This time food regulators found excess presence of ash content in Maggi
On Wednesday, instant noodle brand Maggi was in the spotlight for failing laboratory tests conducted in Shahjahanpur, Uttar Pradesh.
The current run-in coming after the lead-in-noodle issue that surfaced in May 2015 and was finally settled in 2016.
This time food regulators found excess presence of ash content in Maggi, manufactured and marketed by Nestlé India, points to the difficult relationship shared by the company and the regulator.
Nestlé, however, is not the only company to come under regulatory scanner in the past few months.
Baba Ramdev’s Patanjali Ayurved was twice in the news this year for food safety violations pertaining to its atta noodles and amla juice, respectively.
Earlier in the year, the Maharashtra Food and Drug Administration (FDA) asked Hardcastle Restaurants, which runs McDonald’s outlets in west and south India, to serve soft-drinks with warning labels.
Nestlé India in a conversation with Business Standard said it was yet to receive a copy of the UP FDA notice and that the lab report may have been formed based on quality standards that are now obsolete.
“We wish to reassure our consumers that Maggi noodles are 100 per cent safe for consumption.
"We strongly reiterate that at no stage of manufacturing process, ash is added to the noodles. It is fully compliant with the standards set by FSSAI,” a company spokesperson said.
Pawan Kumar Agarwal, chief executive officer, Food Safety & Standards Authority of India (FSSAI), said that he was yet to hear from the two.
“We are monitoring the situation closely. We have not heard from the company (Nestlé) or the state body (UP FDA) yet.
"Having said that, we have revised the standards for noodles, and ash content, excluding acid insoluble ash, is no longer an issue. Yes, when it comes to acid insoluble ash, there is a limit prescribed by FSSAI and it is to be seen whether this limit has been breached based on the new standards (for noodles).”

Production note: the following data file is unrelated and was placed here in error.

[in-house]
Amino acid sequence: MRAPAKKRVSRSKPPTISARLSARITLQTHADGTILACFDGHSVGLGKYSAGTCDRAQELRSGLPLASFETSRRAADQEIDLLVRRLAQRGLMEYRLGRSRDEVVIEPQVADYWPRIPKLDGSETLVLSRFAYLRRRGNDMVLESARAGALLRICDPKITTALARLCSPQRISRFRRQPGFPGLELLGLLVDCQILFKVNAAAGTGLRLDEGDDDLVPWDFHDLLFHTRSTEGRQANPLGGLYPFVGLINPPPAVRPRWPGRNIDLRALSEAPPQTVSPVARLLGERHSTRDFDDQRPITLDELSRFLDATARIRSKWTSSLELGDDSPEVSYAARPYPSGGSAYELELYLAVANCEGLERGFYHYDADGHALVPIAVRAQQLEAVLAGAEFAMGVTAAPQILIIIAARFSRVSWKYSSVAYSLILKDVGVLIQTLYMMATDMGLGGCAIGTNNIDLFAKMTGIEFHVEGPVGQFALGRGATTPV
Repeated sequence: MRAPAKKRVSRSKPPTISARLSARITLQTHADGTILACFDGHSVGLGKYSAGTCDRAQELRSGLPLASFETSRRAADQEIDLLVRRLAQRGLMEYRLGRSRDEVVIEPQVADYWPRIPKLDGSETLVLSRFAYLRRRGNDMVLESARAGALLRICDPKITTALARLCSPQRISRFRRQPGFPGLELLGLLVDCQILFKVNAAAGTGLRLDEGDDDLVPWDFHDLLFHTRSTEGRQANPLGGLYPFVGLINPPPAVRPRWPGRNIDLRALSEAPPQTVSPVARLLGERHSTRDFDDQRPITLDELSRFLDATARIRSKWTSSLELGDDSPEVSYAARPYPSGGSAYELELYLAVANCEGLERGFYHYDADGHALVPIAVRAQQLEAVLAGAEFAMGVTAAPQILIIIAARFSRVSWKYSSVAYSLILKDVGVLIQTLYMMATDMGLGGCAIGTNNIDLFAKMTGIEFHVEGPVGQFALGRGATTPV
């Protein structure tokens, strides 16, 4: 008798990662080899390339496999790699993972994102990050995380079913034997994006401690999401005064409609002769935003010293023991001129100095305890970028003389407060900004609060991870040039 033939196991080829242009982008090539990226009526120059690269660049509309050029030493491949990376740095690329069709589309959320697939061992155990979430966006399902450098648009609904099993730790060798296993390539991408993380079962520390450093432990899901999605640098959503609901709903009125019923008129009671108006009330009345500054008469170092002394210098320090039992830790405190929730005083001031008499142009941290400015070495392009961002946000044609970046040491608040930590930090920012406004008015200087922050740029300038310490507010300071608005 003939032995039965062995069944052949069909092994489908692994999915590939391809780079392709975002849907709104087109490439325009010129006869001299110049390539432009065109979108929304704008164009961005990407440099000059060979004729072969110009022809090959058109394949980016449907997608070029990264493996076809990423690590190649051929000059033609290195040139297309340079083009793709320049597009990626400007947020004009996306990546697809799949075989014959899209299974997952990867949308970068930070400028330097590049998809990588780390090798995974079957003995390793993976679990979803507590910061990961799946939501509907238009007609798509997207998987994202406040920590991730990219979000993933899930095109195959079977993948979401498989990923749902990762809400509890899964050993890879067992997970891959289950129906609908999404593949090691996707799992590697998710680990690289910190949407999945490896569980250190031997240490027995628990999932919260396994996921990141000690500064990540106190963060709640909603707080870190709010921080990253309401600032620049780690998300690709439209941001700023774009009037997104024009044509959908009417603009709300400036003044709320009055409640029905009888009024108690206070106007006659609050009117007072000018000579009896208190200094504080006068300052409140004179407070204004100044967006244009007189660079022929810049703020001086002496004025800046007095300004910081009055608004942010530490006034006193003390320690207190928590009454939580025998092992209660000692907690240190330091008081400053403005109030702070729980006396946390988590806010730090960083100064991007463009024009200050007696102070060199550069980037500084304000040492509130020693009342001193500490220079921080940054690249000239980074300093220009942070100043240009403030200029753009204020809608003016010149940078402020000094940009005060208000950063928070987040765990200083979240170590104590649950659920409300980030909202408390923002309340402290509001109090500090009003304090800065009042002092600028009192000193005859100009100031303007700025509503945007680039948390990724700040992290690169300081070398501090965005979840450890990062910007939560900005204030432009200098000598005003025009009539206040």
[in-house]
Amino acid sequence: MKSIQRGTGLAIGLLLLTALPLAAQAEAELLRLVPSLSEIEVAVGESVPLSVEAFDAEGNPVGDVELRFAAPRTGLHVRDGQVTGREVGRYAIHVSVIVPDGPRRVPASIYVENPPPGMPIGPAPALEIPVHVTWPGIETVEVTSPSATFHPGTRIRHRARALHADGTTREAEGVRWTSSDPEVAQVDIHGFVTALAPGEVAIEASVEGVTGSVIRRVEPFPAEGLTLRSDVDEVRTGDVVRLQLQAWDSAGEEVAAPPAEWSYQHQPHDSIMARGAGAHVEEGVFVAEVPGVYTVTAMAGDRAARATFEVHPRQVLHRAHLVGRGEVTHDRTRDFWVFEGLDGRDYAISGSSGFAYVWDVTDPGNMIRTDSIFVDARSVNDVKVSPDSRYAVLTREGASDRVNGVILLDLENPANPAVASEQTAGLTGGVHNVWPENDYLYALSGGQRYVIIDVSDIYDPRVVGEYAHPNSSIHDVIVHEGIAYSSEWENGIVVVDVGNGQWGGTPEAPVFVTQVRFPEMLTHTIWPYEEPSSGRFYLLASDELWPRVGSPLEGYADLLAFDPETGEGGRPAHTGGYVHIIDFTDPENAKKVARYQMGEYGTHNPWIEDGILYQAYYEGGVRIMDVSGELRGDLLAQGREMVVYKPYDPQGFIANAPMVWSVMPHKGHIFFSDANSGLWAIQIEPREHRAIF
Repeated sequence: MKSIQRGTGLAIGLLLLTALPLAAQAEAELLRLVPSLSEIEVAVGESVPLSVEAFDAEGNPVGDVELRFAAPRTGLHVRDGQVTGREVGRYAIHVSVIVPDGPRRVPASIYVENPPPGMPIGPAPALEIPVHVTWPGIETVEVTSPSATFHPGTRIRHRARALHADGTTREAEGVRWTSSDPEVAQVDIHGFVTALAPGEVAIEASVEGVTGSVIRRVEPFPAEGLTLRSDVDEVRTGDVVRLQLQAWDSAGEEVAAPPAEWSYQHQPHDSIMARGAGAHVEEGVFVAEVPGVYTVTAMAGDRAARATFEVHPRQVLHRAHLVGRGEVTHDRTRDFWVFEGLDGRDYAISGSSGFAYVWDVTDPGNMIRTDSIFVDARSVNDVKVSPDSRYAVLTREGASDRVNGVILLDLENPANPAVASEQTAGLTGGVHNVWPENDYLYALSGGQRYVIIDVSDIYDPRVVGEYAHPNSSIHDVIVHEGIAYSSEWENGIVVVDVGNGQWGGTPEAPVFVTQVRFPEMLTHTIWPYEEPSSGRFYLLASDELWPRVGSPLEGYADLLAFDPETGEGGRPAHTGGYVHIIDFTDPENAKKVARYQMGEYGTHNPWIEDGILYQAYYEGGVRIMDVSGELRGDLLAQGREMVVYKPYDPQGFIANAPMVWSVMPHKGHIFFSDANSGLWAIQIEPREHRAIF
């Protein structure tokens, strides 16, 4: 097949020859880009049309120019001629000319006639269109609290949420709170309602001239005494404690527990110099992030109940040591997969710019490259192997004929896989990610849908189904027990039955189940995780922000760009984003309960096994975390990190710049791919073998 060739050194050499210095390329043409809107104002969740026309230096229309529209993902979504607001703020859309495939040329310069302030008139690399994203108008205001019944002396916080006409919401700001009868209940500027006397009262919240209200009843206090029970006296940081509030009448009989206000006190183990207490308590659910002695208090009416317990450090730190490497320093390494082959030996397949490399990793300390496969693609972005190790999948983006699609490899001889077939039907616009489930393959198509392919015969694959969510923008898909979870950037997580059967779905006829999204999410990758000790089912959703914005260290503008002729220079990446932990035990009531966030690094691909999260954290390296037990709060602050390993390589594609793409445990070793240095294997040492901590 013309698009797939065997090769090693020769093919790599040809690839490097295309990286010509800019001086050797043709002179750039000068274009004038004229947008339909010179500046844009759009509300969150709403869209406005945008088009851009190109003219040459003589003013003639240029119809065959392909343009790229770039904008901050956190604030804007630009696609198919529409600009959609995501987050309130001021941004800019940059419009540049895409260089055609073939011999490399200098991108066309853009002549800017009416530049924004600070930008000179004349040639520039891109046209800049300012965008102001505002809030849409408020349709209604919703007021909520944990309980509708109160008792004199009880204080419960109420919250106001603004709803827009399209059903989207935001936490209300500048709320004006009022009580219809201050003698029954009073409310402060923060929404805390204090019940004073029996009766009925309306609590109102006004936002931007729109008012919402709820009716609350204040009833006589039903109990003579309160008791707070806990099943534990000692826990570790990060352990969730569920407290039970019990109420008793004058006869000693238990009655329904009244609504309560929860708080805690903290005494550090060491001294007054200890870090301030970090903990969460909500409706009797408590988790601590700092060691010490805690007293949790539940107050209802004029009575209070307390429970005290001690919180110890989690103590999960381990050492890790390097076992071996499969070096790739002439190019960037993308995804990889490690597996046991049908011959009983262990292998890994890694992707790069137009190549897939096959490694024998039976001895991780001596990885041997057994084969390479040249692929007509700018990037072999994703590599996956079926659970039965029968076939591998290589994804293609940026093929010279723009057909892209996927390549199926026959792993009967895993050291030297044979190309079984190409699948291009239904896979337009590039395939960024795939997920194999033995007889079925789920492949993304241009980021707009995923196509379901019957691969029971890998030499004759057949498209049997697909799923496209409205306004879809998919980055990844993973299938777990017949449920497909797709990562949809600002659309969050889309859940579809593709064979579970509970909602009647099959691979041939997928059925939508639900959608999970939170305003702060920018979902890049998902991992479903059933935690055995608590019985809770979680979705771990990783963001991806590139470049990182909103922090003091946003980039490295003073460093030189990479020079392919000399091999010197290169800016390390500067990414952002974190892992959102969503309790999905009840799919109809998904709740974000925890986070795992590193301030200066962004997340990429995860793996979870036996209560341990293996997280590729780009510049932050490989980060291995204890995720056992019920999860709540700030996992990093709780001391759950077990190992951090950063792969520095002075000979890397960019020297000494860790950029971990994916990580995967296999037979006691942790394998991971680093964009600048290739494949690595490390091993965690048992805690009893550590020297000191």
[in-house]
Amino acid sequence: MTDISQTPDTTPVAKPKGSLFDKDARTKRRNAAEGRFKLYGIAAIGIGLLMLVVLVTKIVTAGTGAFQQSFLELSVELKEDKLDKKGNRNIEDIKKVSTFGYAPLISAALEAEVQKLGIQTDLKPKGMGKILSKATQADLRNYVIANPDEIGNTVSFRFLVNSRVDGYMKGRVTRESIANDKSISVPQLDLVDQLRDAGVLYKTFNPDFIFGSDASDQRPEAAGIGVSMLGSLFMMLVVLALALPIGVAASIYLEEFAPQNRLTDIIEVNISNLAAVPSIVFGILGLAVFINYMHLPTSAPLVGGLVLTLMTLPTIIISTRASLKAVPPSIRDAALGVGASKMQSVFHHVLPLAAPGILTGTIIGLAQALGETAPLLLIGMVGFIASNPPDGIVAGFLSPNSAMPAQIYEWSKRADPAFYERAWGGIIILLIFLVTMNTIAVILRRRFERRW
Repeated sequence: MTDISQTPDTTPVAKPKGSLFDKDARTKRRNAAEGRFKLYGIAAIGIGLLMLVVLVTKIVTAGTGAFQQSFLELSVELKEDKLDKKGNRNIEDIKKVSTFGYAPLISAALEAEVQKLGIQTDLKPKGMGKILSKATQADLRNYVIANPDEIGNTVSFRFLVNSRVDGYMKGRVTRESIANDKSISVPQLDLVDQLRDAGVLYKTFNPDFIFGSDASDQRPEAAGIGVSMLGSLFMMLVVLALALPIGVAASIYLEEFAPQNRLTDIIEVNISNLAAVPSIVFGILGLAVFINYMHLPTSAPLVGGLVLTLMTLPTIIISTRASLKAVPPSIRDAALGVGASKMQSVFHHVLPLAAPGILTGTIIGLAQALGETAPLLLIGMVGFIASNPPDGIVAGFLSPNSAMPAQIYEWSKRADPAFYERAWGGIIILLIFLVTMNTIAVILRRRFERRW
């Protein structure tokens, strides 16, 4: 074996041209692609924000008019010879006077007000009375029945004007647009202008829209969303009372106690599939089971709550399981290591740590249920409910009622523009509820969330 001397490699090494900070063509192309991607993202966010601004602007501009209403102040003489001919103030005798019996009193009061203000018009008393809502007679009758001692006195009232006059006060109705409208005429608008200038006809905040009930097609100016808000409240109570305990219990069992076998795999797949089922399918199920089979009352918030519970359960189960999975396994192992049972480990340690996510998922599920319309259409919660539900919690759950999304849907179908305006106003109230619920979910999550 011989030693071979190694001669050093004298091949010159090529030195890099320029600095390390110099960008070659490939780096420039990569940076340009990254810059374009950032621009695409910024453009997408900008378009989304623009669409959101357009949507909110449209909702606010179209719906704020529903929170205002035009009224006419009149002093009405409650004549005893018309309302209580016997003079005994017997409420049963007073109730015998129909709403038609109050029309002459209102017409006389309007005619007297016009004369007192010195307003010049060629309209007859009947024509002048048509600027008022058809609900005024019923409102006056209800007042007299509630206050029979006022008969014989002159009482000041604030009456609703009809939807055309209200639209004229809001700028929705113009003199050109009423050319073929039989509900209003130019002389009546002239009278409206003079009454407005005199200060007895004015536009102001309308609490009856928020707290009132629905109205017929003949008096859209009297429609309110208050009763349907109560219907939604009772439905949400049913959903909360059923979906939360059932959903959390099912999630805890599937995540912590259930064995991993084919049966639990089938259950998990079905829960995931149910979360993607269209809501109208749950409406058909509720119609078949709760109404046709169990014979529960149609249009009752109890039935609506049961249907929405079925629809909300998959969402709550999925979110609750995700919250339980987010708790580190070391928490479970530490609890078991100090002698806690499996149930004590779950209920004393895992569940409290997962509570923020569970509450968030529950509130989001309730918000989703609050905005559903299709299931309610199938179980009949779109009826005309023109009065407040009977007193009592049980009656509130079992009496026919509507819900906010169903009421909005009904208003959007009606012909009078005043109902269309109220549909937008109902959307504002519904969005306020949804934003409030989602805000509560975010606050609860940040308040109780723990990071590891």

Analysis of ash content in food, for the uninitiated, involves the burning away of organic content, leaving inorganic minerals. While natural food has less than 5 per cent ash content, processed food can have up to 10 per cent and above, increasing public health concerns, experts said.
FSSAI had doubled the limit of ash content in packaged food to 2 per cent last year, following extensive deliberation and discussion with food majors. But clearly, this is hardly enough.
Chandra Bushan, deputy director general, Centre for Science & Environment (CSE), says he is not surprised food companies and regulators (centre or state) find themselves at opposite ends of the spectrum when it comes to food regulation.
“Food safety much like the environment is a sensitive issue, since it concerns public health. And if firms are being pulled up, the regulator is doing its job,” he said.
CSE, an activity body, has raised concerns pertaining to public health through on-going reports, the latest being a study of the use of antibiotics in chicken, served by fast-food majors.
The study said that while these companies had committed to eliminate antibiotic misuse in chicken overseas, no such steps had been taken in India. FSSAI is studying the matter.
At a recent parliamentary panel discussion, FSSAI had revealed that it had penalised nearly 1,600 individuals and firms in the past one year for using toxic chemicals in food and that it had collected Rs 15 crore in penalty charges against firms found violating food safety norms.
Photograph: Shailesh Andrade/Reuters